Banksy, Cut It Out
At least 100,000 Di Faced Tenners were printed in August 2004 – an equivalent of more than £1 million of fake currency was created. They were initially crafted as part of a public art stunt which involved dropping suitcases full of the fake notes into the crowd at the Notting Hill Carnival as well as the Reading Festival. Predictably, people scrambled to get their hands on the “free money,” and even after they realized the bills were counterfeit – attempted to use it at the festival and elsewhere anyway. The stunt was a piece of social commentary from Banksy about the lengths people are willing to go to for money, and it’s also possible he saw humor in getting his own “currency” into circulation. It’s often said that “money makes the world ’round,” and Banksy reminds us that a crowd’s instinctive reaction to “free money” is equal parts unsurprising and a bit disappointing.
Instead of “Bank of England” the note reads “Banksy of England.”
Under the banner, an inscription reads “I promise to pay the bearer on demand the ultimate price” an ominous allusion to the fate of the late Princess, at the hands of the media. Beneath Charles Darwin, the bill reads, “Trust No One” The note is printed with inks on paper that are nearly identical to those used on official UK-issued currency.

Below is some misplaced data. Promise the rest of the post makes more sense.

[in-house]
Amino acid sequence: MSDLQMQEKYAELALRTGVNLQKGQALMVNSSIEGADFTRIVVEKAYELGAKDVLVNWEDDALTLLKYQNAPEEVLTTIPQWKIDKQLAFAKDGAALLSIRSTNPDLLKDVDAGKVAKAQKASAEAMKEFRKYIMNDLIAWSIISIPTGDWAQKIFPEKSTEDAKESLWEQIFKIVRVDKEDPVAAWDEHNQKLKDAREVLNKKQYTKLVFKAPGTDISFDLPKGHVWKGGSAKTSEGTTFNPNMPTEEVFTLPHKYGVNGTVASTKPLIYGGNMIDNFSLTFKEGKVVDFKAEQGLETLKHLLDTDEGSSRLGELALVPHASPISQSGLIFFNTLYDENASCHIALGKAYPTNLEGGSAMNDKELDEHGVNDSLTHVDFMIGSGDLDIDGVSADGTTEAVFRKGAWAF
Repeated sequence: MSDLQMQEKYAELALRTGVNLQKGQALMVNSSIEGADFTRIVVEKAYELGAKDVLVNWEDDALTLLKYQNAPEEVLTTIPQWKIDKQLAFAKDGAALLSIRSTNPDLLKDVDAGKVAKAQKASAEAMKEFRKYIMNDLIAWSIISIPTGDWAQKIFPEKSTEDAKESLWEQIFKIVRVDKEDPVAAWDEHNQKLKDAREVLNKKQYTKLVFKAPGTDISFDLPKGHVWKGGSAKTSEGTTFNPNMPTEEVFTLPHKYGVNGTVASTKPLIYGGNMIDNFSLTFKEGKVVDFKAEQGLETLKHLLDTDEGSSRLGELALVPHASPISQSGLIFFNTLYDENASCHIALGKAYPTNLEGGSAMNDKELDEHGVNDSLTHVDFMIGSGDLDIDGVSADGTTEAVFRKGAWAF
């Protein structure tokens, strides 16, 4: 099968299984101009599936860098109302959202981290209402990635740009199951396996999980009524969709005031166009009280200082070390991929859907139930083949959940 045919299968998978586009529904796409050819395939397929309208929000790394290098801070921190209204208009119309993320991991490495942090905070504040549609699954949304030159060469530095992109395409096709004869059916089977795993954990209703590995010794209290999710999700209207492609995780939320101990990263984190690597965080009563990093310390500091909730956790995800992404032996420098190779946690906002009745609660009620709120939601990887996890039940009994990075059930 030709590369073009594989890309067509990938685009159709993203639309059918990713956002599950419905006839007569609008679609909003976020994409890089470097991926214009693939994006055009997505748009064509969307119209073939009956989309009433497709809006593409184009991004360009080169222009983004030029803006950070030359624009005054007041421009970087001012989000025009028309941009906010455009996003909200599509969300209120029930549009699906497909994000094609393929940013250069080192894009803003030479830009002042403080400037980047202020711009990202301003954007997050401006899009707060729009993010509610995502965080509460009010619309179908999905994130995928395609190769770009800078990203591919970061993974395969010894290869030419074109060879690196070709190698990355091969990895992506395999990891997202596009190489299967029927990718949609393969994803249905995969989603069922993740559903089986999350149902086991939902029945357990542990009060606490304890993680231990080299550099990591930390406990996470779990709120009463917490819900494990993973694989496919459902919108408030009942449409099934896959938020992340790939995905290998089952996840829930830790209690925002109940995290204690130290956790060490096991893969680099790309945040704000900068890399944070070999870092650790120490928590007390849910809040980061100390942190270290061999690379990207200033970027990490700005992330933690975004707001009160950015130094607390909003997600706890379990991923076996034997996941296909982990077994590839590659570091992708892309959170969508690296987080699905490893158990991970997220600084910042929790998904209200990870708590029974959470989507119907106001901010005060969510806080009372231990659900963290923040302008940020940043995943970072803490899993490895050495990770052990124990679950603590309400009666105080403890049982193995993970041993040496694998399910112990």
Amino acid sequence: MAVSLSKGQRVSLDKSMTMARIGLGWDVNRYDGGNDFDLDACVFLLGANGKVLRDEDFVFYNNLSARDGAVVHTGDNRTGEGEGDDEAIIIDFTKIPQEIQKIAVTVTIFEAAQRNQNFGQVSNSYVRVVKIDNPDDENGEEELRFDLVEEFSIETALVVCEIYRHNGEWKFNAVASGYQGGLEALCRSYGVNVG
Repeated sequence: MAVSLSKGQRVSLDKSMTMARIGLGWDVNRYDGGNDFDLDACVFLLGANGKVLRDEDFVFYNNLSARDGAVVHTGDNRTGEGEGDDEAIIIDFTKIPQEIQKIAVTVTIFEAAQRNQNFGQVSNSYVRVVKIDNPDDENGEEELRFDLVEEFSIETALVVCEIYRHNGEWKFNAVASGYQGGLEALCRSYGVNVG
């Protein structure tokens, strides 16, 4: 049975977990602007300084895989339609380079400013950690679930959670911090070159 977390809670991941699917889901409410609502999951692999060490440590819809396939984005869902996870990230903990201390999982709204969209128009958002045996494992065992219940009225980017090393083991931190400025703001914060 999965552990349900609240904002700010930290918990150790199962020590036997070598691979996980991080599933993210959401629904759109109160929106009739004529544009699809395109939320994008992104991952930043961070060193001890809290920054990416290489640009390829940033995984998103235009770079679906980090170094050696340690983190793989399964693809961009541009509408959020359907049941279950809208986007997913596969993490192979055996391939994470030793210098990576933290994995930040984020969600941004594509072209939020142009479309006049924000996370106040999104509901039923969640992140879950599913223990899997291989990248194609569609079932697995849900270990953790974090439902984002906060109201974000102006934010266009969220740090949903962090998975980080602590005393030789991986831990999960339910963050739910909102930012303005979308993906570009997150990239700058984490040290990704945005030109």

A few years later, when Banksy created Pest Control Office to verify, authenticate, and issue Certificates of Authenticity to genuine Banksy works of art, he decided to incorporate the bills into the certificate of authenticity itself. Pest Control rips the bill in half, staples one half to the Certificate of Authenticity, and retains the other half for their records to help verify the provenance by writing the same set of numbers on each half of the bill. If they ever see a certificate of authenticity with numbers that do not match those on the half of the bill they retained, they know that they’re likely dealing with a fake piece.
Pictures on Walls, Banksy‘s print publisher, also released a print in 2004, of a sheet of 5 uncut Di-Faced Tenners in two columns as an edition of 50 prints all signed by the artist.
Di-Faced Tenners, 2004
Medium: Offset lithograph in colors on wove paper, printed on both sides of the sheet
Size: 45×30 cm (17 5/8 x 12 3/8 inches)
Edition: 50 signed
On February 2019, The British Museum announced that it added its first piece by Banksy to its collection, the Di-Faced Tenner that would join the British Museum’s department of coins, medals, and other currency (rather than prints and drawings).